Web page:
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Images of female power


BLACKNESS PERVADES through Abul Kalam Azad's frames. His photographs never communicate directly to you. Perhaps, he wants his viewers to have their own readings of his photographs.

The exhibition of photographs by Azad, `Black Mother' is currently on at the Kashi Art Cafe, Fort Kochi.

This is the third series that Azad worked on. The preceding ones being `Divine Facades' and `Goddesses'. This time, he has captured the mood of the Bharani festival at Kodungaloor.

"I tried to work on the power of women as it existed in the Dravidian concept of mother goddess. Shot over a couple of years from 2000 onwards, these pictures are created through a complicated printing process,'' said Azad.

There are seven of them - big and dark. The 40''x40'' bromoil prints created in the Studios at Westferry, London 2002 is being premiered here. Azad does not restrict with himself to experiments on compositions, he goes a step ahead by manipulating the final prints. "He constantly pushed the edge of photography to move beyond the real, to capture striking images that confronted the viewer with starkness.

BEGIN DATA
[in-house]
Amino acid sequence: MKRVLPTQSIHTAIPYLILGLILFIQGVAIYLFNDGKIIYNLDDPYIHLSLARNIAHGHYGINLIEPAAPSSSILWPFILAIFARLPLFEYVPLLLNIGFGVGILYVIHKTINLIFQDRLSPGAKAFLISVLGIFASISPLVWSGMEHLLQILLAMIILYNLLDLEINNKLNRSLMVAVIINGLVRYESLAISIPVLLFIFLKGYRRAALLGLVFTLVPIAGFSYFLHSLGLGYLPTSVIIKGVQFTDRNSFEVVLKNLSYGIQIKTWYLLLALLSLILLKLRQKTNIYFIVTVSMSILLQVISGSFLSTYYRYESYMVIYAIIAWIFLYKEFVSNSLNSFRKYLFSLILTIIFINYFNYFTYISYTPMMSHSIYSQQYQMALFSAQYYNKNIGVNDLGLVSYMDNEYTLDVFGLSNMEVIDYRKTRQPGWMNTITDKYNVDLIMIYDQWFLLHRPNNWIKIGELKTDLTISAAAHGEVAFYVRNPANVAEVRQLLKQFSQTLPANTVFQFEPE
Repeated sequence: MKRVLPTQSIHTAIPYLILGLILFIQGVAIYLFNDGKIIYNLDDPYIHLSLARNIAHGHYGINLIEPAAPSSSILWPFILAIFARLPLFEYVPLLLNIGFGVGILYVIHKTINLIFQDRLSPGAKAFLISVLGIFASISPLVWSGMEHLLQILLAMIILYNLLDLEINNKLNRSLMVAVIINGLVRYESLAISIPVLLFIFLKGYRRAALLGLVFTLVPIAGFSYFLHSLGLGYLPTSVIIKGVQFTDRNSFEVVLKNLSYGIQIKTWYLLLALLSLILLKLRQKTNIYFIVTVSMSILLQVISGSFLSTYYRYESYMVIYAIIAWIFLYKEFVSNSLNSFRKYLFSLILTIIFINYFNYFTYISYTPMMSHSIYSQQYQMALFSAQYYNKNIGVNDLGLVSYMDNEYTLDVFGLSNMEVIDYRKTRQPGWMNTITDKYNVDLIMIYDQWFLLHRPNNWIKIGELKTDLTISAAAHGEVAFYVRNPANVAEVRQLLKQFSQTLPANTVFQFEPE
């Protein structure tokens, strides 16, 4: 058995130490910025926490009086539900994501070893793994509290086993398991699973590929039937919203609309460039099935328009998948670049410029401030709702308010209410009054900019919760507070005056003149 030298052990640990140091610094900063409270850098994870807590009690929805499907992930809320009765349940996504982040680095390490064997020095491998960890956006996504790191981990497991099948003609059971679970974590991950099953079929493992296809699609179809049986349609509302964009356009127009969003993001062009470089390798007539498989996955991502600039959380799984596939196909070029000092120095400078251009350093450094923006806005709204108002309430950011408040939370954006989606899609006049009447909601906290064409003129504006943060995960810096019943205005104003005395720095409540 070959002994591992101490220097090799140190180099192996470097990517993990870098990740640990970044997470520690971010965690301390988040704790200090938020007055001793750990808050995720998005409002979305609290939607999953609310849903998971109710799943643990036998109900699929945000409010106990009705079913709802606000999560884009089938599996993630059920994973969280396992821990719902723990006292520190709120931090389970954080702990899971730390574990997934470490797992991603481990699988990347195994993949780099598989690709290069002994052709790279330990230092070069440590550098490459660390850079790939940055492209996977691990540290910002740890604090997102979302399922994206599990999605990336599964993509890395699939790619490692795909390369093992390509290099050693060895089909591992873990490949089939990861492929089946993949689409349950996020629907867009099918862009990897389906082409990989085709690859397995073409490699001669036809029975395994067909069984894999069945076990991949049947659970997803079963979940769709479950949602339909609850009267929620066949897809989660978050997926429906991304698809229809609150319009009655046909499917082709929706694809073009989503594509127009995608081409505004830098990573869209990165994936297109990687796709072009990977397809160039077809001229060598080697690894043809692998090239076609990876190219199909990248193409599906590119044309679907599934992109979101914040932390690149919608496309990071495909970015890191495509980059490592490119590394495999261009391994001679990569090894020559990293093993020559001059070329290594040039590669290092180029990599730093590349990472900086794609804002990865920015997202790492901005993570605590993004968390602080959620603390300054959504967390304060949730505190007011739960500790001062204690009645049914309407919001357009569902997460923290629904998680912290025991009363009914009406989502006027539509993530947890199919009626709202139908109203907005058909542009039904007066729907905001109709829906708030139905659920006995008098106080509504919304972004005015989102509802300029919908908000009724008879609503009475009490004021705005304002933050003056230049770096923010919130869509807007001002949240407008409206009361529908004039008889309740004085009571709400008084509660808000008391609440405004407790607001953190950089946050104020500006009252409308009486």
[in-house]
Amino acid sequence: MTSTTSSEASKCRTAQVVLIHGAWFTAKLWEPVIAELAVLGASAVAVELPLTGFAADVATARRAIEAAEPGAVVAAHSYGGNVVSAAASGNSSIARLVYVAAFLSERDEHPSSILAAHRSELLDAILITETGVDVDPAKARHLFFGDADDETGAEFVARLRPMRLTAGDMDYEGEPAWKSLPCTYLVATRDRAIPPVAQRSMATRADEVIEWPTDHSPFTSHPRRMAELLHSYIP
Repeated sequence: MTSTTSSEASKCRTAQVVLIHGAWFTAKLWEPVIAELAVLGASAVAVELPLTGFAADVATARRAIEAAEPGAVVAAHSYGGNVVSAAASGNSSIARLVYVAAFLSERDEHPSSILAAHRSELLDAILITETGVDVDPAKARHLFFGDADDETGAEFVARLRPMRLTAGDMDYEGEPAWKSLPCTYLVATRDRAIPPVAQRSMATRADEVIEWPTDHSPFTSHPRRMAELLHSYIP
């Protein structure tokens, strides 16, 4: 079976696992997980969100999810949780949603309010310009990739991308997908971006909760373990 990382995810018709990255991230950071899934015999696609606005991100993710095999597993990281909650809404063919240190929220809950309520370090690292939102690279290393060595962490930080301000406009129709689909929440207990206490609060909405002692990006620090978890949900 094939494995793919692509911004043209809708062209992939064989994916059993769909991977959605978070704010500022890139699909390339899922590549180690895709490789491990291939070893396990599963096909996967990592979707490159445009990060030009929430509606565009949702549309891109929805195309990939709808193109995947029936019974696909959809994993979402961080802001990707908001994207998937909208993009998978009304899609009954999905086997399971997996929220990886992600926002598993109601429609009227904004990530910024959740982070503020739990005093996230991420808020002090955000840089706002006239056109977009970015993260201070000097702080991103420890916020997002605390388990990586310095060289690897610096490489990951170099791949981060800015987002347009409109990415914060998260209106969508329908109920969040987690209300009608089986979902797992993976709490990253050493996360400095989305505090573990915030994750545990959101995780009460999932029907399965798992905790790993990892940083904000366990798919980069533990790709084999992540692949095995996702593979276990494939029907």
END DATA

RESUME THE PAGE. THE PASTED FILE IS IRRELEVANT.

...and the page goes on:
He had constantly worked over these images with linear graphics,'' is what Suresh Jayaram has to say about Azad's works. However, in this series, what strikes one is that Azad tries to create an impression on the viewer by sheer dimension.

A black and white photograph of this size would simply overwhelm the viewer for a moment, the message reaches him only after. His experience as a photojournalist with the Press Trust of India (PTI) also gives a `newsy' edge to his compositions. Azad had his higher studies in France and the Surrey Institute of Art and Design, United Kingdom. The exhibition is on till April 10.

By Anand Haridas

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